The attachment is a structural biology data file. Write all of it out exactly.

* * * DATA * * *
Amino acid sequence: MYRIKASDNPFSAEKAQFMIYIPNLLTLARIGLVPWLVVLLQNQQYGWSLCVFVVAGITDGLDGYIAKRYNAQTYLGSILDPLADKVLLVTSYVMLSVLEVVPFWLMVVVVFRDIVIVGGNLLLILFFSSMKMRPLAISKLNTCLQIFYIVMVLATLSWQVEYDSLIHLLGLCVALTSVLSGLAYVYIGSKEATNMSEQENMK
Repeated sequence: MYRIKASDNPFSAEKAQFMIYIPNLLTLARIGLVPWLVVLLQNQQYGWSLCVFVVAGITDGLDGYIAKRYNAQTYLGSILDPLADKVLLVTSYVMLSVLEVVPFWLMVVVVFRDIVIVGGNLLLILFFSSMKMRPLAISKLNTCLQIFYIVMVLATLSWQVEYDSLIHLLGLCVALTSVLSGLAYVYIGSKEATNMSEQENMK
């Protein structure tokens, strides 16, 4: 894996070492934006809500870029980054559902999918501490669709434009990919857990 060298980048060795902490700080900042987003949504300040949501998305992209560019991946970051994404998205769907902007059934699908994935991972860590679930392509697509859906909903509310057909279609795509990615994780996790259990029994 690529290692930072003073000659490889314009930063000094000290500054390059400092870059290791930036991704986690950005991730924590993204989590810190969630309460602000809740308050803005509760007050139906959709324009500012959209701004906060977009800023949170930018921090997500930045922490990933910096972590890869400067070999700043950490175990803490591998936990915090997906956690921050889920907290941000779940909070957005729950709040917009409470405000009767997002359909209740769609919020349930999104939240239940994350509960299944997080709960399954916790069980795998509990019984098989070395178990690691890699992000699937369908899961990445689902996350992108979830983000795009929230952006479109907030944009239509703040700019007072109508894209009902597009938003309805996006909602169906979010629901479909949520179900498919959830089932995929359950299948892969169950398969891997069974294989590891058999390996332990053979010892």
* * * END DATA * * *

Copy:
Amino acid sequence: MYRIKASDNPFSAEKAQFMIYIPNLLTLARIGLVPWLVVLLQNQQYGWSLCVFVVAGITDGLDGYIAKRYNAQTYLGSILDPLADKVLLVTSYVMLSVLEVVPFWLMVVVVFRDIVIVGGNLLLILFFSSMKMRPLAISKLNTCLQIFYIVMVLATLSWQVEYDSLIHLLGLCVALTSVLSGLAYVYIGSKEATNMSEQENMK
Repeated sequence: MYRIKASDNPFSAEKAQFMIYIPNLLTLARIGLVPWLVVLLQNQQYGWSLCVFVVAGITDGLDGYIAKRYNAQTYLGSILDPLADKVLLVTSYVMLSVLEVVPFWLMVVVVFRDIVIVGGNLLLILFFSSMKMRPLAISKLNTCLQIFYIVMVLATLSWQVEYDSLIHLLGLCVALTSVLSGLAYVYIGSKEATNMSEQENMK
């Protein structure tokens, strides 16, 4: 894996070492934006809500870029980054559902999918501490669709434009990919857990 060298980048060795902490700080900042987003949504300040949501998305992209560019991946970051994404998205769907902007059934699908994935991972860590679930392509697509859906909903509310057909279609795509990615994780996790259990029994 690529290692930072003073000659490889314009930063000094000290500054390059400092870059290791930036991704986690950005991730924590993204989590810190969630309460602000809740308050803005509760007050139906959709324009500012959209701004906060977009800023949170930018921090997500930045922490990933910096972590890869400067070999700043950490175990803490591998936990915090997906956690921050889920907290941000779940909070957005729950709040917009409470405000009767997002359909209740769609919020349930999104939240239940994350509960299944997080709960399954916790069980795998509990019984098989070395178990690691890699992000699937369908899961990445689902996350992108979830983000795009929230952006479109907030944009239509703040700019007072109508894209009902597009938003309805996006909602169906979010629901479909949520179900498919959830089932995929359950299948892969169950398969891997069974294989590891058999390996332990053979010892």